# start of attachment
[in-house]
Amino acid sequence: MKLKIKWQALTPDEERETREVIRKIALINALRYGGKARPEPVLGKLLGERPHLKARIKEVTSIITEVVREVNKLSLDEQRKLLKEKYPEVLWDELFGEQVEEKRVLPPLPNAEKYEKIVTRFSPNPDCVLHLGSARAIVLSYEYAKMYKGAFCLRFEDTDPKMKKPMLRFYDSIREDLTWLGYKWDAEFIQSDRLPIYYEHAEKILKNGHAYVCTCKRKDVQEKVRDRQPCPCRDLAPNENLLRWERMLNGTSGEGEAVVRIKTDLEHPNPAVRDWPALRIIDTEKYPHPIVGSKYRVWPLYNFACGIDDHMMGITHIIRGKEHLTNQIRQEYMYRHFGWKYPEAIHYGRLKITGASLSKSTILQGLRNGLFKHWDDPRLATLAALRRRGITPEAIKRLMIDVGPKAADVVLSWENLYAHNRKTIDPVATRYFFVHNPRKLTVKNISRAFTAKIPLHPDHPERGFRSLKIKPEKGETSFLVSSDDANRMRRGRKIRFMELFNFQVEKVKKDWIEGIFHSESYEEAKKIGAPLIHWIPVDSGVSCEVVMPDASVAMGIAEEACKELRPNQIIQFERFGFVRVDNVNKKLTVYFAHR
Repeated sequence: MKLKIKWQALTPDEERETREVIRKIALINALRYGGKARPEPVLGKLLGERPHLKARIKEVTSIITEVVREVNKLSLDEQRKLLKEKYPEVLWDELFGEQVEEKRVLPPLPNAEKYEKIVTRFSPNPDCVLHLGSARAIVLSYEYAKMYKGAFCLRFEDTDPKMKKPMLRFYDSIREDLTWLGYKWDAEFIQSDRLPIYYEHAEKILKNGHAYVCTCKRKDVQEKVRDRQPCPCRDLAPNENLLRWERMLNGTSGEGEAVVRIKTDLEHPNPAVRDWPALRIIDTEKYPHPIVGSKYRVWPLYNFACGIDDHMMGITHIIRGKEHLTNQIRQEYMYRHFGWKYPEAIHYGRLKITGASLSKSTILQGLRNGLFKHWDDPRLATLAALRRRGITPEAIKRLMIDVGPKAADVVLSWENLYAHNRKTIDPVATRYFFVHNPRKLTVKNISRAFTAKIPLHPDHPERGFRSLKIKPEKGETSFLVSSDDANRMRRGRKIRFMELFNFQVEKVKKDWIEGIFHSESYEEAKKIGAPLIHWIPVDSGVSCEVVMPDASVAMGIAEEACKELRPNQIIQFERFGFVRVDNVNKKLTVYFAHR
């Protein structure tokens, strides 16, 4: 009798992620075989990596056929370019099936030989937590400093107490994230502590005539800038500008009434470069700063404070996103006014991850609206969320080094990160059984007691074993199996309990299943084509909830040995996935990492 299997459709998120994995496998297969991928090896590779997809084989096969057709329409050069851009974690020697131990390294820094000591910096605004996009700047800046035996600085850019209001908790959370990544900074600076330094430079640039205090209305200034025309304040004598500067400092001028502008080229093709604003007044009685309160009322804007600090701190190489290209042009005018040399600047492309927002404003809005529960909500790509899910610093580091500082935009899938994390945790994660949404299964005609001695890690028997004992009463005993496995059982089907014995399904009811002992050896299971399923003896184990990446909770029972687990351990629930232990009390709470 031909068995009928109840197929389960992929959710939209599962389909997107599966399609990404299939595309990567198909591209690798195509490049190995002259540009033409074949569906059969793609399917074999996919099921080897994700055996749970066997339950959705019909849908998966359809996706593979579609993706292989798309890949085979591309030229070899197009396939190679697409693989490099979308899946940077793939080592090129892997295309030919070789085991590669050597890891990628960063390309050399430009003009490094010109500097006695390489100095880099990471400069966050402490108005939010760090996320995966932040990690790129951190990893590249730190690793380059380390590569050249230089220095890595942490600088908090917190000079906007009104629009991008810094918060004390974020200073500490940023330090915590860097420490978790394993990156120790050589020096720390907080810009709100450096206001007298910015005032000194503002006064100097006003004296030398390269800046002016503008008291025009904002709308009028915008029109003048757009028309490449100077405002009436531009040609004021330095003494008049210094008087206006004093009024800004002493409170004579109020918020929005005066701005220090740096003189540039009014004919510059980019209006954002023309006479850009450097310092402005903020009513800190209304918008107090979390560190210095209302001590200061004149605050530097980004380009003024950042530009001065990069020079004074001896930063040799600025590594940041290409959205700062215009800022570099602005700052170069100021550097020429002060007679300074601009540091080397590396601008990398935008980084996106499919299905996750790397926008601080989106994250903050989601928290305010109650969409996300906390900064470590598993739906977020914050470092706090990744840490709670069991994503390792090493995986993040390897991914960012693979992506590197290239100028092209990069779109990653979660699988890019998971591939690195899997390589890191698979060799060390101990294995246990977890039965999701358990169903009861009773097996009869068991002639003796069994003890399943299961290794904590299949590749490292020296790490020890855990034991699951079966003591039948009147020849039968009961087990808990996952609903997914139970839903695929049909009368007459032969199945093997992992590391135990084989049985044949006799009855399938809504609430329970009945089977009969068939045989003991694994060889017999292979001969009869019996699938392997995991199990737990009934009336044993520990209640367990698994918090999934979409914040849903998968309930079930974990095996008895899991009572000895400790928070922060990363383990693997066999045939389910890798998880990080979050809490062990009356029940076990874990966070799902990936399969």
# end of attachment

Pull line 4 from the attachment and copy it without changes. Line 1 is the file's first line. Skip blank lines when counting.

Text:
């Protein structure tokens, strides 16, 4: 009798992620075989990596056929370019099936030989937590400093107490994230502590005539800038500008009434470069700063404070996103006014991850609206969320080094990160059984007691074993199996309990299943084509909830040995996935990492 299997459709998120994995496998297969991928090896590779997809084989096969057709329409050069851009974690020697131990390294820094000591910096605004996009700047800046035996600085850019209001908790959370990544900074600076330094430079640039205090209305200034025309304040004598500067400092001028502008080229093709604003007044009685309160009322804007600090701190190489290209042009005018040399600047492309927002404003809005529960909500790509899910610093580091500082935009899938994390945790994660949404299964005609001695890690028997004992009463005993496995059982089907014995399904009811002992050896299971399923003896184990990446909770029972687990351990629930232990009390709470 031909068995009928109840197929389960992929959710939209599962389909997107599966399609990404299939595309990567198909591209690798195509490049190995002259540009033409074949569906059969793609399917074999996919099921080897994700055996749970066997339950959705019909849908998966359809996706593979579609993706292989798309890949085979591309030229070899197009396939190679697409693989490099979308899946940077793939080592090129892997295309030919070789085991590669050597890891990628960063390309050399430009003009490094010109500097006695390489100095880099990471400069966050402490108005939010760090996320995966932040990690790129951190990893590249730190690793380059380390590569050249230089220095890595942490600088908090917190000079906007009104629009991008810094918060004390974020200073500490940023330090915590860097420490978790394993990156120790050589020096720390907080810009709100450096206001007298910015005032000194503002006064100097006003004296030398390269800046002016503008008291025009904002709308009028915008029109003048757009028309490449100077405002009436531009040609004021330095003494008049210094008087206006004093009024800004002493409170004579109020918020929005005066701005220090740096003189540039009014004919510059980019209006954002023309006479850009450097310092402005903020009513800190209304918008107090979390560190210095209302001590200061004149605050530097980004380009003024950042530009001065990069020079004074001896930063040799600025590594940041290409959205700062215009800022570099602005700052170069100021550097020429002060007679300074601009540091080397590396601008990398935008980084996106499919299905996750790397926008601080989106994250903050989601928290305010109650969409996300906390900064470590598993739906977020914050470092706090990744840490709670069991994503390792090493995986993040390897991914960012693979992506590197290239100028092209990069779109990653979660699988890019998971591939690195899997390589890191698979060799060390101990294995246990977890039965999701358990169903009861009773097996009869068991002639003796069994003890399943299961290794904590299949590749490292020296790490020890855990034991699951079966003591039948009147020849039968009961087990808990996952609903997914139970839903695929049909009368007459032969199945093997992992590391135990084989049985044949006799009855399938809504609430329970009945089977009969068939045989003991694994060889017999292979001969009869019996699938392997995991199990737990009934009336044993520990209640367990698994918090999934979409914040849903998968309930079930974990095996008895899991009572000895400790928070922060990363383990693997066999045939389910890798998880990080979050809490062990009356029940076990874990966070799902990936399969």